Though methods of delivery may vary from China, to Kenya, to New York, the message does not! Our church has been entrusted with a powerful end-time message straight out of God’s Word. This message stands as the final plea from a yearning Savior to a dying world that resists His love. Nothing could be more relevant, and nothing could be more dangerous than altering its content.

When Elijah stood before Ahab and declared, “I have not troubled Israel but you and your father’s house have…” (1 Kings 18:18), his words were not popular. Nathan confronting David over his affair with Bathsheba did not seek the comfortable road. John the Baptist eventually lost his life due to confronting Herod’s immoral relationship with his brother’s wife. These scriptural references make one point clear.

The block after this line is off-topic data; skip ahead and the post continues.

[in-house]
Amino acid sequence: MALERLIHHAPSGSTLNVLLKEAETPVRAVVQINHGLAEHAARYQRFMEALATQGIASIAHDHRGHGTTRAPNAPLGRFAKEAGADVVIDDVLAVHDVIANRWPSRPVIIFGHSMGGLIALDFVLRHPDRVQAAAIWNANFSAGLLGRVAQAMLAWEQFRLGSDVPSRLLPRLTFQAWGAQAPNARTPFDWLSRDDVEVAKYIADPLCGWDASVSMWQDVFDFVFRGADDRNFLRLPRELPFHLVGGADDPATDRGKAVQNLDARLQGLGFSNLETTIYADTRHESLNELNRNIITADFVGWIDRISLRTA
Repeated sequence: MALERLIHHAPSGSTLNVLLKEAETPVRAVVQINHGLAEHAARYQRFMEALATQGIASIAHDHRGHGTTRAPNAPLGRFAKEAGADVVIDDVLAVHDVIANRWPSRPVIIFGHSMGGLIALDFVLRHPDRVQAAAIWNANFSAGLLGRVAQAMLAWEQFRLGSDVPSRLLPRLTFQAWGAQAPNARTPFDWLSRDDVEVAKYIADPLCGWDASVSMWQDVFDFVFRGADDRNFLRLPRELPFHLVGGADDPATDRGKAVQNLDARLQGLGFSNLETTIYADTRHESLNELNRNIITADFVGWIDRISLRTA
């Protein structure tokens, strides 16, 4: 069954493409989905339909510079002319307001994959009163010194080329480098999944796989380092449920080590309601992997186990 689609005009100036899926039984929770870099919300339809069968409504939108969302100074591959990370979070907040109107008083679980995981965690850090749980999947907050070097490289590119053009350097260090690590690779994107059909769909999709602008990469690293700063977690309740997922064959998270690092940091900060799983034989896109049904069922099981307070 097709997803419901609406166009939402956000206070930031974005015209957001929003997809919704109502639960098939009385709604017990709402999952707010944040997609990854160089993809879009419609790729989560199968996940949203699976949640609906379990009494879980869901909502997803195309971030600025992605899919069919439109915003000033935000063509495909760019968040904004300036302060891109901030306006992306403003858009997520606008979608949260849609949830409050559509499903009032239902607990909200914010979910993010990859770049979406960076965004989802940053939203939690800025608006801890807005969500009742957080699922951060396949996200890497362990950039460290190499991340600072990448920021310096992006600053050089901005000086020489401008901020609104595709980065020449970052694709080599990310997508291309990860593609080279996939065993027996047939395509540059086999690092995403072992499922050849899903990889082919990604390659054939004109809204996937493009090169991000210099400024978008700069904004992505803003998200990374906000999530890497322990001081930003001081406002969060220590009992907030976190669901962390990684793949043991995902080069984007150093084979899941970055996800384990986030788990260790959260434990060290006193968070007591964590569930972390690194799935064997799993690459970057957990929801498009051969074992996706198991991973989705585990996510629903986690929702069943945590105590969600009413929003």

The mission of the church is to give the message it has been entrusted with. It is not the church’s prerogative to decide which message to give. It is also not the church’s concern to mold the message into a more palatable package. The tender love of Christ should always accompany evangelism and ministry, but truth should never be downplayed for the sake of appeal. When we begin changing our message to reach a wider audience, we are in essence telling God that we know a better way to reach people than He does.

But when we learn to implicitly trust upon God’s understanding, we will be amazed how much stress we remove from our lives. It is not the duty of the saint to figure out how to win the war—it’s already been won at Calvary. It is the duty of the saint to trust in this victory and walk humbly with his God through the midnight shadows, knowing that the sun will soon rise. Clinging to Christ will generate opposition by default.